Okay, it’s not what it once was, with the much-loved Bridge section removed and Abbey now a fast right-hander rather than a left leading downhill, but Silverstone is still the best grand prix offering the UK has, and one of the most challenging tracks out there.
The high cornering speeds and g-forces make it a great test for both man and machine, and the Maggotts/Becketts complex is still rated as one of the best sequences of corners anywhere in the world.
Padmore: “Silverstone is best enjoyed in something fast and light, like a single-seater or sports prototype as the feeling of guiding a car on the edge through Maggotts-Becketts is incredible. I quite like Abbey being the new Turn 1 and it’s a nice fast section heading down to braking at Village. Then corners like Copse and Stowe are so much fun once you find the right reference points for them, which isn’t always easy.”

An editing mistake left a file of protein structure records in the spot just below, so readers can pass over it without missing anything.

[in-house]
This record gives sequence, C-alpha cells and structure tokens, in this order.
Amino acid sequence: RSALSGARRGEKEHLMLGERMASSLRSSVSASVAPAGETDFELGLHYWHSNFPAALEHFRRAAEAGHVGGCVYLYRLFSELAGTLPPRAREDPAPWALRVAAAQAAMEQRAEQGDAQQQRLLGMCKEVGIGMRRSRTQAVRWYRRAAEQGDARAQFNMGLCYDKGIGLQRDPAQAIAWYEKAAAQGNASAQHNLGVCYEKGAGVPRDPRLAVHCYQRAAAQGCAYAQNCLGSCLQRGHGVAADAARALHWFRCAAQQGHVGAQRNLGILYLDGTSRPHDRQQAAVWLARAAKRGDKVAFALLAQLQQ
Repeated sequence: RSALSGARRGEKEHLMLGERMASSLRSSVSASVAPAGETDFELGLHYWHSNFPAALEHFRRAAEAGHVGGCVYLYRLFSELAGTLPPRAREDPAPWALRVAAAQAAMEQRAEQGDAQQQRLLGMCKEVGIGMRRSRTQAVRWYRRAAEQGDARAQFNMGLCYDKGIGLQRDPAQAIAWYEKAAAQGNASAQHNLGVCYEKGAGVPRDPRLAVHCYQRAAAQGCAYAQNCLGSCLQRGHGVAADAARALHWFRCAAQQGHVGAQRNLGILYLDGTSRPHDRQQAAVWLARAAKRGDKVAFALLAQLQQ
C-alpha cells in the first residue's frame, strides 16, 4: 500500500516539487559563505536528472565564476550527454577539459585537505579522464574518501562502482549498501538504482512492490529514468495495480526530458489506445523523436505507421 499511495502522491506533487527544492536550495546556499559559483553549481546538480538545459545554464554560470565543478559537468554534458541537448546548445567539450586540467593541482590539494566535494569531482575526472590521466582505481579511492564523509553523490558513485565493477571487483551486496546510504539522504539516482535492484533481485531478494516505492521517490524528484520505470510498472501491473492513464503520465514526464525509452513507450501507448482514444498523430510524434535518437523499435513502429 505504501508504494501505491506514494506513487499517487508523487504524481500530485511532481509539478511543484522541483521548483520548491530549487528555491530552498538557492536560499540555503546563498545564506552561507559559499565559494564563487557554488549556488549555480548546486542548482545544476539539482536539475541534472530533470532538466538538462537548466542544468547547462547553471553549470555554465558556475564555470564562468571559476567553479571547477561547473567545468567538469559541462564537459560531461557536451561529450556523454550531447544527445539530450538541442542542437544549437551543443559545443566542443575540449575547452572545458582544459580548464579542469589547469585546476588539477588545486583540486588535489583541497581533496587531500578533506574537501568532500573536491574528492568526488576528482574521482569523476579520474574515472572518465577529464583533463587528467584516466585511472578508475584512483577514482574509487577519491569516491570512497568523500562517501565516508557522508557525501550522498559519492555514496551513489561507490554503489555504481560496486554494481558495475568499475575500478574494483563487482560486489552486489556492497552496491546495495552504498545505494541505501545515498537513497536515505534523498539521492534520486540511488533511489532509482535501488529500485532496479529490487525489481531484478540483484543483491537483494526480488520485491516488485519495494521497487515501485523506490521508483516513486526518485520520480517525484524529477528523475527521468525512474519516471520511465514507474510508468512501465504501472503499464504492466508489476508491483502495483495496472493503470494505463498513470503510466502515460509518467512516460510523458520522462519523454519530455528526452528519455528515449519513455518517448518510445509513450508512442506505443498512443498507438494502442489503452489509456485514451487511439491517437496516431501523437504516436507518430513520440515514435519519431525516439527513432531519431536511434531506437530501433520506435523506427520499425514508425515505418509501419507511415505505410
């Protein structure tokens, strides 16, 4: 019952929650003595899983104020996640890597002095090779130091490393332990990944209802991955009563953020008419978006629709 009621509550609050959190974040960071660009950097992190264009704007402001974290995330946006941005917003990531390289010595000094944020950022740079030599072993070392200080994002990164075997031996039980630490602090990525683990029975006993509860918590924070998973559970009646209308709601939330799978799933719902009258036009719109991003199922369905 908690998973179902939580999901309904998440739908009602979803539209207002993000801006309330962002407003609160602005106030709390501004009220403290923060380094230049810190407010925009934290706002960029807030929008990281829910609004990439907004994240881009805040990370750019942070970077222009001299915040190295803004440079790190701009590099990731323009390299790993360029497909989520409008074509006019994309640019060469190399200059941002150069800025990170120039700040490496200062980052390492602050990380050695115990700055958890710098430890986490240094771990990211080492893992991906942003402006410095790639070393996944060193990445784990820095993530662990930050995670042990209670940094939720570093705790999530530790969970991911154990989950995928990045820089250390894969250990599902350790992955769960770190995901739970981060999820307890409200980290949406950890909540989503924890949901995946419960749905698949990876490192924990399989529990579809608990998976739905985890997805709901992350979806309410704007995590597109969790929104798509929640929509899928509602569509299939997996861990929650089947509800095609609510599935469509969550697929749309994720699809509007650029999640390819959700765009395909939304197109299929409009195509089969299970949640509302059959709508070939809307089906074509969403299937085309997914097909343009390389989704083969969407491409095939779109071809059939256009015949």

Its title of UK’s fastest track may sound daunting, but Thruxton is a superbly technical circuit, too. Your steering wheel is never quite in a straight line for the entire lap, and with demanding sections like Campbell, Cobb and Segrave and the Club chicane bookending the fast bits out back, a lap at the Hampshire speedbowl has a bit of everything. And we haven’t even mentioned Church…
Padmore: “Anybody can drive Thruxton, but only the really ballsy can drive it properly! It’s important to play yourself into the track and build speed gradually as there are a few sections that are so easy to get wrong, such as the two complexes, but also Turn 1 is a later turn-in than you think. The blind Goodwood corner is also quite tricky. But once you find that line that lets the car flow round a lap, you’ll love it all day.”